Energy Policy Today: The Environment, the Economy, and Contemporary Politics
April 12, 2017 at 1pm Battelle-Tompkins 228
Many companies and sectors are reevaluating their carbon footprint. They are seeking alternate ways that incorporate the use of sustainable energy. With growing populations, the declining access to other natural resources and the repercussions of having exhausted them, the future of energy has become a highly discussed and challenging topic.
About Our Speaker:
Claire Brunel is an assistant professor at American University. She is particularly interested in
providing empirical evidence of the links between environmental policies and international competitiveness. For example, she asks whether policies that encouraged the use and the development of renewable energies in the OECD led to an increase in domestic innovation and manufacturing, or rather to a rise in the licensing and importing of foreign technologies. Other works examine the role of the offshoring of polluting industries in emissions reductions of EU and US manufacturing and how to measure the stringency of environmental policies.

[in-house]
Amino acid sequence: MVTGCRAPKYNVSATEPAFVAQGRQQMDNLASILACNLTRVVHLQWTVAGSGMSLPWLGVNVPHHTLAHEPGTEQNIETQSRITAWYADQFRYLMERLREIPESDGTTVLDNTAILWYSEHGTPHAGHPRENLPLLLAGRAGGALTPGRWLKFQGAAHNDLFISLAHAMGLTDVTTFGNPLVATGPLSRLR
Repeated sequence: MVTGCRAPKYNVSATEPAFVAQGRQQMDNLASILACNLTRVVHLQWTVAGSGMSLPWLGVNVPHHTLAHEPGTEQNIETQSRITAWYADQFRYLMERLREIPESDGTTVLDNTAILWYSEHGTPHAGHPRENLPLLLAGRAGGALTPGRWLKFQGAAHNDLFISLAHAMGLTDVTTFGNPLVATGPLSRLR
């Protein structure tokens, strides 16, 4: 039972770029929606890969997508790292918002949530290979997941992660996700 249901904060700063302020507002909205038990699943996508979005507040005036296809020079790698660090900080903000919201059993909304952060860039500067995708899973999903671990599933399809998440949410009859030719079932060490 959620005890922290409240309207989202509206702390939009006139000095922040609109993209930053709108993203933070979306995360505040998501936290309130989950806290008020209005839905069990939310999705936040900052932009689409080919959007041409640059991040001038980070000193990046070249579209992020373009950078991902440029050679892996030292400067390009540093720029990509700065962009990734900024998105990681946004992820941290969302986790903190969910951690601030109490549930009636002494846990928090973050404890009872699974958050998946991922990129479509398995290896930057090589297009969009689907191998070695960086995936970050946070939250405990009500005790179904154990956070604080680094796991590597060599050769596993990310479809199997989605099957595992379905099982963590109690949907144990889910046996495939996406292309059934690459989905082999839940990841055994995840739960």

Claire Brunel not only sees the intersection of environmental economics and international trade, she continues to seek new information that points to it. Brunel recently collaborated with Georgetown Professor Arik Levinson on a project that measured the stringency of environmental regulations. The project examined whether regulations in the U.S. contributed to policies regarding investment, labor demand and international trade. Her current work pertains to the progress and study of solar panel subsidies, the co-benefits of environmental regulations in the U.S. and trade diversification patterns of developing countries.